Sienna Contrails

April 06, 2005

Contrails2 copy

Referred by: Claudio De Felice
Summary authors & editors: Claudio De Felice; Jim Foster

It was a chilly day in late January (2005) when I saw these spectacular contrails at sunset near Sienna, Italy. The exhaust of an airplane engine can generate a condensation trail (contrail) by saturating the surrounding air with moisture. Additionally, the wings of a plane may encourage contrail development by causing a drop in the ambient temperature. This temperature decrease causes small ice-crystals to form. The otherwise clear sky on this winter day was suffused with contrails, which were enhanced by the low Sun. Over the last several decades, contrails have significantly increased the amount of high altitude clouds.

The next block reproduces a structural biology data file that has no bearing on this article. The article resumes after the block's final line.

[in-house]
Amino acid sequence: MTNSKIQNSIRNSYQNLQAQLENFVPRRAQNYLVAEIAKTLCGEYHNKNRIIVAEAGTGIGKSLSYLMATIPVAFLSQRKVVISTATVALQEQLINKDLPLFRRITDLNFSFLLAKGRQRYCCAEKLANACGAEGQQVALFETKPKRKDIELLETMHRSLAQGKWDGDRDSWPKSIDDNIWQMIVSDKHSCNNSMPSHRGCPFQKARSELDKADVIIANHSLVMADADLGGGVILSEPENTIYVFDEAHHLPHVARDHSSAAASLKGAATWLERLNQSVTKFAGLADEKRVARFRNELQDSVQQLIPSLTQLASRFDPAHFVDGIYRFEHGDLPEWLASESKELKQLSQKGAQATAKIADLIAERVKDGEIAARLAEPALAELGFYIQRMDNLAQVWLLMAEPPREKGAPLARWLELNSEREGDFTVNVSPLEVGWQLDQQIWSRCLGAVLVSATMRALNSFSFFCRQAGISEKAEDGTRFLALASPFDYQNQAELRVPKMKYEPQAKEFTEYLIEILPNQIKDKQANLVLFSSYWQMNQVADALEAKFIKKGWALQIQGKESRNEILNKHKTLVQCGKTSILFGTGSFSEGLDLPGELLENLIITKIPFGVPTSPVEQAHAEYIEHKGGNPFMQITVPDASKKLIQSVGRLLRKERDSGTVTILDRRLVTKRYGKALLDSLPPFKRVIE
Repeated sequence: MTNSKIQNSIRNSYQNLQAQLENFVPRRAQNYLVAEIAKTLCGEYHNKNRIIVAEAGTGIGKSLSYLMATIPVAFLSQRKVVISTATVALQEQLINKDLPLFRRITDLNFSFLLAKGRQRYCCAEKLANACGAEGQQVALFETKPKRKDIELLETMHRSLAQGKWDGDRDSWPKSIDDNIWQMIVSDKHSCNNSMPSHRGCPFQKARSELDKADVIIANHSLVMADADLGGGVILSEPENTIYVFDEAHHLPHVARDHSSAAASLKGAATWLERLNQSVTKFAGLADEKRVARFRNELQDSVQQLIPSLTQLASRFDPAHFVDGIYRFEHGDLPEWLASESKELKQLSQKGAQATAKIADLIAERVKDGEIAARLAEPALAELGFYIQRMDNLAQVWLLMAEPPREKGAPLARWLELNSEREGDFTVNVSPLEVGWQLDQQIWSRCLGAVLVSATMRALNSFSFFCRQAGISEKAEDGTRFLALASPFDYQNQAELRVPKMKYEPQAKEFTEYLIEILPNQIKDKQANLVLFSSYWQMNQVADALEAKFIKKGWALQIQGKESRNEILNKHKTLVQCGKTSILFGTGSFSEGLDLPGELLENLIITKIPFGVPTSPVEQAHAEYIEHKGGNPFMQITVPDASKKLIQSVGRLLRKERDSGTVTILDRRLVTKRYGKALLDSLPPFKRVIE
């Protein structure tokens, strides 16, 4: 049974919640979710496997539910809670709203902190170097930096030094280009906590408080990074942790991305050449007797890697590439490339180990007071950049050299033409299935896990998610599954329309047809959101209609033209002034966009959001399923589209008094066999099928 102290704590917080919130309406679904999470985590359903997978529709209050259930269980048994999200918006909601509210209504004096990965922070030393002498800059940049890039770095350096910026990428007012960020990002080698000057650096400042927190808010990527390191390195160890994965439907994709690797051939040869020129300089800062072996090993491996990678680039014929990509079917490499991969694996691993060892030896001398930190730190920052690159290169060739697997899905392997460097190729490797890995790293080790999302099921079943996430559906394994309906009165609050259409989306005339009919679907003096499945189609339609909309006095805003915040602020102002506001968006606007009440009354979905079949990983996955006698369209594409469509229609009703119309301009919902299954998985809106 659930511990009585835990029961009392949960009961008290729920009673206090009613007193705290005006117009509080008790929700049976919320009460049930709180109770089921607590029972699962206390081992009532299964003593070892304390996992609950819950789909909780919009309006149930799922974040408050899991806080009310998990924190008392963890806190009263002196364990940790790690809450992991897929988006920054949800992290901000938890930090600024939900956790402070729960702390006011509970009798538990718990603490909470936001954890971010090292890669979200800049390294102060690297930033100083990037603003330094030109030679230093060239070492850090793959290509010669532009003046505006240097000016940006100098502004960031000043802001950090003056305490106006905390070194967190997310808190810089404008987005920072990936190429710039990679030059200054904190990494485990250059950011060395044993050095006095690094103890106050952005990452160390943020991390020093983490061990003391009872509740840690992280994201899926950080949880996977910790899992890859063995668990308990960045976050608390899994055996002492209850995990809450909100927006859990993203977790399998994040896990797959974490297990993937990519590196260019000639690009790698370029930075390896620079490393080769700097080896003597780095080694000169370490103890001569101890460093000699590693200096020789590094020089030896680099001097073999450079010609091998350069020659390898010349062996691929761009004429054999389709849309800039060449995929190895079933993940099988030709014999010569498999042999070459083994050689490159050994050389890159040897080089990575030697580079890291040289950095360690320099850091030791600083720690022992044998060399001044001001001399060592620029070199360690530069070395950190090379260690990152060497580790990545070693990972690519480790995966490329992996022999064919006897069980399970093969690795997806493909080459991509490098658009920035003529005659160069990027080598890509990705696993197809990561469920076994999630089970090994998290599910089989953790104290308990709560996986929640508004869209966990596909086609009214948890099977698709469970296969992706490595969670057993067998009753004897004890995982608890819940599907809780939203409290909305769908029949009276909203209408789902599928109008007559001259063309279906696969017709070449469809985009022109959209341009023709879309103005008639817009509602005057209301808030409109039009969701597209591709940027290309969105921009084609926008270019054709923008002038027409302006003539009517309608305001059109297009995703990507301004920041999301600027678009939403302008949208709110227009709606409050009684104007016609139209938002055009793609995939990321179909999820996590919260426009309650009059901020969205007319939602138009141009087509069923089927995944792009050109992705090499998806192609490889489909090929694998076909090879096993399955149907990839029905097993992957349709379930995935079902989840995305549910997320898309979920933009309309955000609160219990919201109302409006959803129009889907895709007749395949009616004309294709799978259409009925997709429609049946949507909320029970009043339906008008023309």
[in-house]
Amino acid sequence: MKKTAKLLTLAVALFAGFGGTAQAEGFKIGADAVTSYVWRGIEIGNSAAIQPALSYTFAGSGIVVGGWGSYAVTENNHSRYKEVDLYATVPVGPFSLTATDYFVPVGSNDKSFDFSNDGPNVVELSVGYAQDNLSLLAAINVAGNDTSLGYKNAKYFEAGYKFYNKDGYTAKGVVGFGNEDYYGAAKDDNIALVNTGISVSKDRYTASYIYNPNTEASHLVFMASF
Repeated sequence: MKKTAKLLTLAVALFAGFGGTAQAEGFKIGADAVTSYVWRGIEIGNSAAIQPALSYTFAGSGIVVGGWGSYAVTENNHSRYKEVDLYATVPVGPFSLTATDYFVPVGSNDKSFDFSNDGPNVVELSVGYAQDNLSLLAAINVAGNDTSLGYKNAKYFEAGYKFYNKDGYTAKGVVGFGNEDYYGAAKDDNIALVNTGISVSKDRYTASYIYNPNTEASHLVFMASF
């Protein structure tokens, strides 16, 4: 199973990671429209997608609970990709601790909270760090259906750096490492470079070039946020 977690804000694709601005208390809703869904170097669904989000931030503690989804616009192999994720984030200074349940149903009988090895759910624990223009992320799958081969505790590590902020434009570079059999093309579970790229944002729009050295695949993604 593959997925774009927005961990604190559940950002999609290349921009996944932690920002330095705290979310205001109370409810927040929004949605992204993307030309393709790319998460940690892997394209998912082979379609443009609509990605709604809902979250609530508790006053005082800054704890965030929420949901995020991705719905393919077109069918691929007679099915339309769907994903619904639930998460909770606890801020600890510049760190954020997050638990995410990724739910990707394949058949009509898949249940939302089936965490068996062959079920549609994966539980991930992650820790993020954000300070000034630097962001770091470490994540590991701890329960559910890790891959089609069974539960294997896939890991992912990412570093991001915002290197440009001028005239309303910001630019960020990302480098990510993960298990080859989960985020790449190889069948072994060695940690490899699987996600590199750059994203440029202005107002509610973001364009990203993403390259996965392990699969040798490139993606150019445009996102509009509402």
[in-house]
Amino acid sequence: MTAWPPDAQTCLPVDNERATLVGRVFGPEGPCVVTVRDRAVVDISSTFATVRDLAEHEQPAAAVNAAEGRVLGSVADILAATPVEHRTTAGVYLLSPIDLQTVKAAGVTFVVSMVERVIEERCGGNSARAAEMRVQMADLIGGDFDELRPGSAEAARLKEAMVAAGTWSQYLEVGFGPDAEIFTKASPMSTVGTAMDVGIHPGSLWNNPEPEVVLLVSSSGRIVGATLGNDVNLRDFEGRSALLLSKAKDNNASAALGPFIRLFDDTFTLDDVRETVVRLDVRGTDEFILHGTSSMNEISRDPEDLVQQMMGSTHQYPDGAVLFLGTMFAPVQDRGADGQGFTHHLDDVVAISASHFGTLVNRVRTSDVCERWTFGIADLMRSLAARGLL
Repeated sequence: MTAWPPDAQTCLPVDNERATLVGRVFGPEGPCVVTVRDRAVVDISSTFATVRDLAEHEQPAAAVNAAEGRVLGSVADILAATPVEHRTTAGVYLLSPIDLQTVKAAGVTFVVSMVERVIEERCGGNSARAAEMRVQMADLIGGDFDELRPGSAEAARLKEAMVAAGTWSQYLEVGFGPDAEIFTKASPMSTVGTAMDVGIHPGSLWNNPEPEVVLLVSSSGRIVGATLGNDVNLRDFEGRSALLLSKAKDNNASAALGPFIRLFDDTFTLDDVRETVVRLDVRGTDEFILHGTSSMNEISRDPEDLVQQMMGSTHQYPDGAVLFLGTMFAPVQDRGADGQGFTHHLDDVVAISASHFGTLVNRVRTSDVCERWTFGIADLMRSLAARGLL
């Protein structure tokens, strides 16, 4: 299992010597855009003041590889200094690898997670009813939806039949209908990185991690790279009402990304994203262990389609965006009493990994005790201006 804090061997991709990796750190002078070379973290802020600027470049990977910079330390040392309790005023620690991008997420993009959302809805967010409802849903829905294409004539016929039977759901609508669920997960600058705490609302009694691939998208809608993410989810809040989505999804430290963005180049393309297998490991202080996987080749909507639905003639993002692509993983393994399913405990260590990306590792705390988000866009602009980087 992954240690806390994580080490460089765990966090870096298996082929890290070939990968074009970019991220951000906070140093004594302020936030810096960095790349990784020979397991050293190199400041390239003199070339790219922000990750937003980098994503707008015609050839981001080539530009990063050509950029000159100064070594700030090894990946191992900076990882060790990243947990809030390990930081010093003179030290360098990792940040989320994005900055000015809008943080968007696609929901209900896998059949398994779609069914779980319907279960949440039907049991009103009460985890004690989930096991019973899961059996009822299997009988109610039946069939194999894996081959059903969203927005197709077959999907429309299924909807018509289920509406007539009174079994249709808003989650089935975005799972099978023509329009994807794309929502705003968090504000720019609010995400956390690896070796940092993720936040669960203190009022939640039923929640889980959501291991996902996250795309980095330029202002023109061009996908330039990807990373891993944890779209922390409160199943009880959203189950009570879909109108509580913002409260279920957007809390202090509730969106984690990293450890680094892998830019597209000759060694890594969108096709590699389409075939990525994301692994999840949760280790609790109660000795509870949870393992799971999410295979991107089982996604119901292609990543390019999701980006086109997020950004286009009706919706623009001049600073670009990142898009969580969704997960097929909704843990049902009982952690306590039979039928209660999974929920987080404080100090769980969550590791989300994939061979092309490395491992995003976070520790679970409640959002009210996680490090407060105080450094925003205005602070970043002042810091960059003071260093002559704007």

Contrails, like cirrus clouds, may act to slightly cool the Earth during the day since they reduce solar irradiance at the surface. For instance, a reduction of solar irradiance at the surface by 3 to 5% (depending on the wavelength) was measured at Lausanne, Switzerland, when the Sun passed trough a contrail. However, cirrus and contrails are thought to have a warming effect on the global climate since they tend to trap more outgoing longwave radiation (emitted by the much warmer Earth surface) than they block incoming solar radiation.

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